Yes, it may be all, or some of these things. For now.
But these are still small compared to the impending impact of economics and the immutable power of the sun. I don't think that solar prices are having any direct effect on oil demand right now, but I believe that very soon they will. We may find that the price of oil does not rise again, or if it does, not for very long before demand falls for the final time. Remember that more than 40% of crude oil consumption is by passenger vehicles and that's an important fact when considering the low cost of generating power from the sun.
Led by their wallets, consumers will migrate towards solutions that are supported by lower cost energy and they will seek them out as manufactures support their demands. It's a matter of availability of options. And what is the option for reducing energy costs: locally generated electricity for domestic consumption and electric vehicles or EVs for transport. EVs are 90 percent cheaper to fuel and maintain than gasoline cars (Rocky Mountain Institute).
Those options appear to ready now. Today, EVs can be purchased from many of the major vehicle manufactures from around the world. For instance BMW, Chevrolet, Citroen, Fiat, Ford, General Motors, Honda, Kia, Mahindra, Mercedes Benz, Mitsubishi, Nissan, Renault and Tesla to name a few. In fact BMW are expected to phase out internal combustion engines within 10 years (Baron Funds, September 14, 2014). So that means within the very close and near future, almost half of the demand for crude oil will evaporate. The Sheik's prediction will come true. And about the image of electric cars, in 2013 the fully electric Tesla Model S won the Car of the Year (Motor Trend) for all car types, not only EVs, and was quoted as being the best car ever tested. Ever!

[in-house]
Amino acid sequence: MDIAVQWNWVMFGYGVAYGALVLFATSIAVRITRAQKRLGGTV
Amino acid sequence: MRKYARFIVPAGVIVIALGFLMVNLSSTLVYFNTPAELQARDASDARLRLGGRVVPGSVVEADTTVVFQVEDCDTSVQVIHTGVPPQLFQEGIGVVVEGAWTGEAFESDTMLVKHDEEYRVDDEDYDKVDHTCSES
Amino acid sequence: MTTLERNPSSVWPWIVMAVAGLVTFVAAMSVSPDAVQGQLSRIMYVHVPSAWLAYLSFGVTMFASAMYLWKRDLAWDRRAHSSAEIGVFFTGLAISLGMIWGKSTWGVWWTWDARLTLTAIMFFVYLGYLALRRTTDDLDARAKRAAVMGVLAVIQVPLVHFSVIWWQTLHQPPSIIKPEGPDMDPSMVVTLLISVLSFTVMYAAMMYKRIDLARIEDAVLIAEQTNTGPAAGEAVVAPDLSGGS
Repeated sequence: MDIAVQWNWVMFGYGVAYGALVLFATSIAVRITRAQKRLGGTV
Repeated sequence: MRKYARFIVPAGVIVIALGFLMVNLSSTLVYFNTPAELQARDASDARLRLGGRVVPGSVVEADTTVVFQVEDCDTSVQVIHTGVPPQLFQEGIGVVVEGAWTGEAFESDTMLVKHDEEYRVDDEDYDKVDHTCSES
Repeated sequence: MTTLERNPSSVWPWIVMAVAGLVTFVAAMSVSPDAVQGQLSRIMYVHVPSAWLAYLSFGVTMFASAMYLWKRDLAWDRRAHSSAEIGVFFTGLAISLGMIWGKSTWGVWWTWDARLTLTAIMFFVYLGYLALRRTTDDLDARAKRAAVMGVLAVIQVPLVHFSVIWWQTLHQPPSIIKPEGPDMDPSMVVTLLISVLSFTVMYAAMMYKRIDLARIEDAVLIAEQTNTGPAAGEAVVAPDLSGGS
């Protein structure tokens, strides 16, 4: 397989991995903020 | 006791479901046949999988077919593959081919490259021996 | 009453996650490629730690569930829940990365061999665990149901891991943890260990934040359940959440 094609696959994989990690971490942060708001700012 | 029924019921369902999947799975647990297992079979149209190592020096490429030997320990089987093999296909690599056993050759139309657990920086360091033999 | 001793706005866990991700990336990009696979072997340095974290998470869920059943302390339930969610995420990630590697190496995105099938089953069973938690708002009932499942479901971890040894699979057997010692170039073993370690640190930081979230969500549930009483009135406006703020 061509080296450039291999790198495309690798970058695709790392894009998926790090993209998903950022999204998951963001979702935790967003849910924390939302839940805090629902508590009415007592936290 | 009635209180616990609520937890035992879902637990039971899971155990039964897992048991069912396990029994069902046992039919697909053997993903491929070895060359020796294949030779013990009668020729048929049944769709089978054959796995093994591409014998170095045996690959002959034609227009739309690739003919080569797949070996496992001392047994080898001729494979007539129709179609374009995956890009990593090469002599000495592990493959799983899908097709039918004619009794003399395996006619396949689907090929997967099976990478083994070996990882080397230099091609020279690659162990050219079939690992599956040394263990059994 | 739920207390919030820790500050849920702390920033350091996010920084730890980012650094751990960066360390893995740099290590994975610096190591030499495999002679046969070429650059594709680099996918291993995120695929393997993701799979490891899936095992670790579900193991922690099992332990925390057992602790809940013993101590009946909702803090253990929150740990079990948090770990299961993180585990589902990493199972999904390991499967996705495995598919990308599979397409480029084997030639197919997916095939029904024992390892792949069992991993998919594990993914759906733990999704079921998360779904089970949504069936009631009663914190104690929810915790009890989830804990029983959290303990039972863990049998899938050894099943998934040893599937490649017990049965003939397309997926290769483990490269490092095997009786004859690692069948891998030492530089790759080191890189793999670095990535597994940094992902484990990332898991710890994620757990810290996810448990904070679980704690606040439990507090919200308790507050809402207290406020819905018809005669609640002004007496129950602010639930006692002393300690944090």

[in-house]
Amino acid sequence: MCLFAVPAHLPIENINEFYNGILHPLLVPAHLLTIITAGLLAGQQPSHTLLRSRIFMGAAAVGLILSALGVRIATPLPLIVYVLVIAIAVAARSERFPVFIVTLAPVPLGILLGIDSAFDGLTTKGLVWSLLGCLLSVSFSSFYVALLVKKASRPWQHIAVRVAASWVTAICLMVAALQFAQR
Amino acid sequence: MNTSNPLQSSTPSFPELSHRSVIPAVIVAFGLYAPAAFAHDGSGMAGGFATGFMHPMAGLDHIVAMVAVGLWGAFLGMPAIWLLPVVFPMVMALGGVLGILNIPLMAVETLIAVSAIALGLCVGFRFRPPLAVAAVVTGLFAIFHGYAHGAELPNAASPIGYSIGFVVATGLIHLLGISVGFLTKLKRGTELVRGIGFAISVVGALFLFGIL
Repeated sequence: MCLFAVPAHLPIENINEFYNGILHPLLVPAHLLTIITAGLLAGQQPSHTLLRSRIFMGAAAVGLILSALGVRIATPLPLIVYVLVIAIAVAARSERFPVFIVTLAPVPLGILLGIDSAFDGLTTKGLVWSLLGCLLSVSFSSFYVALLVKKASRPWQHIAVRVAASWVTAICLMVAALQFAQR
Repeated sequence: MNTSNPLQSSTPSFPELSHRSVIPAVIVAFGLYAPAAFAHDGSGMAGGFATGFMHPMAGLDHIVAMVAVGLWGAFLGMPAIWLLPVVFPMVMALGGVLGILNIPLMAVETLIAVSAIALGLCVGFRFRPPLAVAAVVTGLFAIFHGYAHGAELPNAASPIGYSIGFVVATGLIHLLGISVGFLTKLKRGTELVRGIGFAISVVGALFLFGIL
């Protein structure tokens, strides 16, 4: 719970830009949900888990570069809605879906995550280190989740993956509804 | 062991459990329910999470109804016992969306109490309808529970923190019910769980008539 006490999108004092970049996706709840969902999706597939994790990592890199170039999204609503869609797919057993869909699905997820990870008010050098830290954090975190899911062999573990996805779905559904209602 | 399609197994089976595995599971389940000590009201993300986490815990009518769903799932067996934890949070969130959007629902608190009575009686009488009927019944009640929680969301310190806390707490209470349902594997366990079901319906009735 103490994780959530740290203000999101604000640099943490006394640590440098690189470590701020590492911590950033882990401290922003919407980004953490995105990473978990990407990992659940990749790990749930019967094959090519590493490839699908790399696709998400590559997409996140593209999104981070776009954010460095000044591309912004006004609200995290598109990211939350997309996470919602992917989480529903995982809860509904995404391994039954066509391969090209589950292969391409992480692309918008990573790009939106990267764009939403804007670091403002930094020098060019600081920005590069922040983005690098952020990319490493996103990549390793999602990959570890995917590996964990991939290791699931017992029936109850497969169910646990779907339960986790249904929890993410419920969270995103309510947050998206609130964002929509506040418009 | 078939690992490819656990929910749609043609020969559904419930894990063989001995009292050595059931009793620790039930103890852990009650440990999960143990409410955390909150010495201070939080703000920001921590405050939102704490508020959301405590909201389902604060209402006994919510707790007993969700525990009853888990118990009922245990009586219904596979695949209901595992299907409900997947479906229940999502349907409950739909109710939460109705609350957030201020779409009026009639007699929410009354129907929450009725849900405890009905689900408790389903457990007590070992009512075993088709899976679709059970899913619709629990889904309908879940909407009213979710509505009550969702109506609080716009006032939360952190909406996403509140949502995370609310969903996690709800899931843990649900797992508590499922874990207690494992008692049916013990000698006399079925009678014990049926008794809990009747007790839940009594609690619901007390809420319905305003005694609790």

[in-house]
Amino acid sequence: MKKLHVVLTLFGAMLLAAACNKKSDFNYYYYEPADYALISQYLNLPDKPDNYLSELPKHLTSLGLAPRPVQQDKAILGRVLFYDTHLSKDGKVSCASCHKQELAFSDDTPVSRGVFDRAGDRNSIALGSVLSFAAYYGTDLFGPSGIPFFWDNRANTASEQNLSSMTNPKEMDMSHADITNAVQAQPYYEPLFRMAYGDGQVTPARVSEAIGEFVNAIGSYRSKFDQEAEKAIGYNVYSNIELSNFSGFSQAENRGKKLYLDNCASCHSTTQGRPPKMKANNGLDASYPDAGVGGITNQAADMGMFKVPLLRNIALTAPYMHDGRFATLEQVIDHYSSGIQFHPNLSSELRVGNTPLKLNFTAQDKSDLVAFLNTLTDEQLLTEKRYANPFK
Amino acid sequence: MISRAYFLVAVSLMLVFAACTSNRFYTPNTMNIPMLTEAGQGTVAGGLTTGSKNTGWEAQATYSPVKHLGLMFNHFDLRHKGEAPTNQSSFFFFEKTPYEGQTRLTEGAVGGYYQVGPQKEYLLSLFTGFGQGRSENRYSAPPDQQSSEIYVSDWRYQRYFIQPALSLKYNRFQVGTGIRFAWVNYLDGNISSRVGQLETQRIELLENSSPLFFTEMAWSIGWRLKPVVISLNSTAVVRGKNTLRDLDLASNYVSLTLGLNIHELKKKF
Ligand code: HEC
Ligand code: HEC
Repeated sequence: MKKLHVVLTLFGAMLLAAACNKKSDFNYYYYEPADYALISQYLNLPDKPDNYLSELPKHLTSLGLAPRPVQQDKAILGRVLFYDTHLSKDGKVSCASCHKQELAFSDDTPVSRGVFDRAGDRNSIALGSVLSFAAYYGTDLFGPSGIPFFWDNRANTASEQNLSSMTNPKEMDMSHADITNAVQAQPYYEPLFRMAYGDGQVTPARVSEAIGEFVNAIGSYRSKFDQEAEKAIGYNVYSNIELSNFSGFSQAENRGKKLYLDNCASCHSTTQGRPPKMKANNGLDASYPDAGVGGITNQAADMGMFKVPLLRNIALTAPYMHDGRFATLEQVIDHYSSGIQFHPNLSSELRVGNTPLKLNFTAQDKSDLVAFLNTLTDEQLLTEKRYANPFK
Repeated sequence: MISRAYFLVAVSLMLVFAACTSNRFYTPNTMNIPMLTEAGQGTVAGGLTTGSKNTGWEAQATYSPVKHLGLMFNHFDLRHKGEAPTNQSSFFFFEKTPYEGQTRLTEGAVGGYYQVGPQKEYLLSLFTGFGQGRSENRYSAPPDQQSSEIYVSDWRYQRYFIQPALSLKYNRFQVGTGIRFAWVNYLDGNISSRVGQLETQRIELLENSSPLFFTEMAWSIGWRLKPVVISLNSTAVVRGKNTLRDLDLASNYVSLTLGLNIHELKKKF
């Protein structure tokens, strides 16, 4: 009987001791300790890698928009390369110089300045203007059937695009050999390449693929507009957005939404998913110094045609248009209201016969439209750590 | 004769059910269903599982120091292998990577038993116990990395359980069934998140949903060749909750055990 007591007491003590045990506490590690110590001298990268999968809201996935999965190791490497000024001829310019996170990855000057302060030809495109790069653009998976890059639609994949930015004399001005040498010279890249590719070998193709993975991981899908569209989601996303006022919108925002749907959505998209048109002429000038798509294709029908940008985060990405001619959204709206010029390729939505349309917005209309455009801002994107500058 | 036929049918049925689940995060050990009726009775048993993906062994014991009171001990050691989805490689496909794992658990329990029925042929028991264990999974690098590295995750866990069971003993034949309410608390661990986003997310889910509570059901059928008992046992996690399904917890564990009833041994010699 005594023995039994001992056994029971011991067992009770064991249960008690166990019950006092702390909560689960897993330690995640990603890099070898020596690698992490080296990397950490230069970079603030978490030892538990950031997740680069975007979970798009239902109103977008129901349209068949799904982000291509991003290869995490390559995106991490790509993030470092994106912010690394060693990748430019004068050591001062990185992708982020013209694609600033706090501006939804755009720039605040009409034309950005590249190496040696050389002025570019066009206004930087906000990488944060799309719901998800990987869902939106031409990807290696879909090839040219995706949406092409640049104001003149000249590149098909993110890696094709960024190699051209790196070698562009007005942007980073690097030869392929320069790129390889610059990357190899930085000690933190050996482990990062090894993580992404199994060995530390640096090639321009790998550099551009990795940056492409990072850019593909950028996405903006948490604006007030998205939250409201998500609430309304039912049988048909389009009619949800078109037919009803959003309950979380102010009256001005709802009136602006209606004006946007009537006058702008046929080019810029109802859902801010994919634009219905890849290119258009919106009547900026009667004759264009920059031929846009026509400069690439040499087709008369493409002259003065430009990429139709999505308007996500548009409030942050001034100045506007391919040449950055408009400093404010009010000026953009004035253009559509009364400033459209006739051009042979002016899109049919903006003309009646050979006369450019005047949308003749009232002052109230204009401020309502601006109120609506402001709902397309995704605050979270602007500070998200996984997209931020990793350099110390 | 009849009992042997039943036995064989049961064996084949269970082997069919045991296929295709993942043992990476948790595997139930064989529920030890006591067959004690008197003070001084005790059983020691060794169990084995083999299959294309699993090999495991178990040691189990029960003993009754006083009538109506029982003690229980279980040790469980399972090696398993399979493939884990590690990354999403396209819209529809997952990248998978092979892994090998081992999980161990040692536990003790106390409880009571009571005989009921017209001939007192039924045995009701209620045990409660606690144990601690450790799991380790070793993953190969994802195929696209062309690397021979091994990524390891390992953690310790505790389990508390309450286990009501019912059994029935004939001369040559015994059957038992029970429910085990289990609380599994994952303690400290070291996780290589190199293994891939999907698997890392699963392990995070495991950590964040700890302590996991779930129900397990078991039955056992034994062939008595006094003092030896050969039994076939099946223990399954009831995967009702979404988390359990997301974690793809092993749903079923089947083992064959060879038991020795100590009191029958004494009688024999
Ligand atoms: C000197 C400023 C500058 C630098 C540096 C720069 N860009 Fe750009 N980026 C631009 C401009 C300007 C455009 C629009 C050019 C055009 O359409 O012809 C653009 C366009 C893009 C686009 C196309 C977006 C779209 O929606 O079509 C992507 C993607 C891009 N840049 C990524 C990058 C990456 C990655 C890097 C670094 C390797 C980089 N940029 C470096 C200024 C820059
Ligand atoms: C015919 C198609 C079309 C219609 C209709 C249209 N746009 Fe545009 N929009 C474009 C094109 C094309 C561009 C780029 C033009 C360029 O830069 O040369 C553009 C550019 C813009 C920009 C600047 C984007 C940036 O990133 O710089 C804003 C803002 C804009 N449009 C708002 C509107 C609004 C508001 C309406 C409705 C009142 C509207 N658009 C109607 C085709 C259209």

What continues to drive down the cost of solar energy is mega solar projects and continued large scale PV installations. For example the Indian government has made its intentions clear to have 100 GW of installed generating capacity by 2022 and China are planning 100 GW by 2020. That's equal to 200 nuclear power stations. And pricing will be around $0.06 per kWh – on a par when levelled with present energy costs (nuclear, coal & LNG).
Is the fall in oil price here to stay. Not yet. It depends the uptake of EVs, and that is a matter of their availability. But soon low oil prices will be here to stay.
Our choice in this energy shift is to be leaders or let others lead.
Mr. Jeremiah Josey is an Australian who has been living in the Middle East for more than 10 years. Knowledgeable in the technology and energy markets, he is the Chairman of Swiss based Meci Group, a business and investment consultancy that operates across the Middle East, Central Asia and Russia.
Post first written in 2015 on my wordpress blog:
Now refreshed and reposted for the "Great Reposting" to Steemit.com